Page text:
Top 10 stories of 2020
Here's the top 10 stories on Public Square in 2020. While we posted many stories covering COVID, urban unrest, and other tragic events of the year, the most widely read articles centered on urban design, housing, retail, walkability, zoning, and architecture. Even in a year when so many other issues take priority, how we build cities has a profound impact that will last long after immediate memories fade.
The top article of the year focuses on a plan for Hammond, Indiana, the town that inspired the holiday classic A Christmas Story, which our family watched again over the holidays.
Nine keys to safe downtown streets
Street life is dramatically impacted by the speed of vehicles. Whether they know it or not, most pedestrians understand in their bones that a person hit by a car going 35 mph is roughly seven times as likely to die than if the car is going 25 mph. Any community that is interested in street life—or human lives—must carefully consider the speed at which it allows cars to drive in places where people are walking. These concepts, applied to downtown Hammond, are relevant to most American cities (see rendering at top of article).
Best practices for ending exclusive single-family zoning
Your city or state just allowed—or is considering allowing—multiple units on every lot. Here are six tips for successful implementation of the Missing Middle.
Ten rules for successful storefront design
An engaging storefront starts with a vision, then good storytelling, and design that engages the community.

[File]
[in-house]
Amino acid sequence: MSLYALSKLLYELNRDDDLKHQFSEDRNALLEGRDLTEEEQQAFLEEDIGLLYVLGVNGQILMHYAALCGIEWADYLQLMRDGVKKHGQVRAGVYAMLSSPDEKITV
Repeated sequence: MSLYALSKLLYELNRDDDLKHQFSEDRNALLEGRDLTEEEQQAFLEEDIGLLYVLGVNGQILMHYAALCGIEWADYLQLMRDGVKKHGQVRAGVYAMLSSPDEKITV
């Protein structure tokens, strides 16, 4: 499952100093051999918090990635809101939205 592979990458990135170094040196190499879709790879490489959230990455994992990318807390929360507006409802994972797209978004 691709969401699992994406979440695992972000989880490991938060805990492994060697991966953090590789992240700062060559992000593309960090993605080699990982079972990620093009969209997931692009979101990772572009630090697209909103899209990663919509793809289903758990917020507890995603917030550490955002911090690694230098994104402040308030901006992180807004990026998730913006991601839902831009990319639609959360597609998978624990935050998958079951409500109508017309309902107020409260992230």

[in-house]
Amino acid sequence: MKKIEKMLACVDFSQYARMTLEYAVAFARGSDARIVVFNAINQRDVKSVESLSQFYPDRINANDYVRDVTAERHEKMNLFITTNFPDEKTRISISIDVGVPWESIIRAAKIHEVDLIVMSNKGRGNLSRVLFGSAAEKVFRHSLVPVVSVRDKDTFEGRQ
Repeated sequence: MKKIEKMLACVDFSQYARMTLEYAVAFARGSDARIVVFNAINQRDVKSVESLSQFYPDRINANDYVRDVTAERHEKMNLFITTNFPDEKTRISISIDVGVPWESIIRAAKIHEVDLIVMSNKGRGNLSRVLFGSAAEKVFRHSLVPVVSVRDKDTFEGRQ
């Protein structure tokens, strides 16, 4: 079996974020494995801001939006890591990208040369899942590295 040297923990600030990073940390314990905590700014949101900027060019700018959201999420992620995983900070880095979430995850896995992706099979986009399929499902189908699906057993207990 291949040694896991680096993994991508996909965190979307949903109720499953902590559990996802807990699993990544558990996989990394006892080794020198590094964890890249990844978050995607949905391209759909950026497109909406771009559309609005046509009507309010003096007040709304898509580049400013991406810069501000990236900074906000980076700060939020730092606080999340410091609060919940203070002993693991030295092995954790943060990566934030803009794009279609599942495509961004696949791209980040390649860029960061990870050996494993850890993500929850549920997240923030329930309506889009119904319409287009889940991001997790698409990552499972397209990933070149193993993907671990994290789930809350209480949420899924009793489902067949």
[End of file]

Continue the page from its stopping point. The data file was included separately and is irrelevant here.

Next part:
Facts don't support the ‘density is dangerous’ narrative
Ultimately, the pandemic will highlight how much we need to come together in the real world, and cities are a big part of that.
‘Pattern zone’ enables quality infill development
The Midtown Pattern Zone in Bryan, Texas, is designed to raise the level of design for economical infill. The zone won a merit award for the Infill Group and Miller Boskus Lack Architects in the Emerging Projects category of the 2020 CNU Charter Awards.
Is public architecture dysfunctional?
A new poll shows that Americans prefer traditional architecture to later modern styles in public buildings, and researchers are finding explanations in neuroscience.
Aging population needs walkable, bikeable cities
Seniors have the most to gain from pedestrian and cycling improvements—yet they often feel threatened by changes that provide alternatives to driving. Here are ways to include seniors in active transportation planning.
Corner stores can anchor a neighborhood
Corner stores are the smallest and most useful type of retail—here's how to make them succeed.
A model of New Urbanism in Panama
The La Fontana District, designed by Moule & Polyzoides, contrasts with sprawl and uncontrolled infill that has damaged the historic city of David, Panama. The plan won a merit award in the Emerging Projects category of the 2020 CNU Charter Awards.
The magic of urban trees
In a city like Seattle, more than 100,000 trees could be planted at intersections alone. These trees would provide enormous psychological, social, environmental, and economic benefit.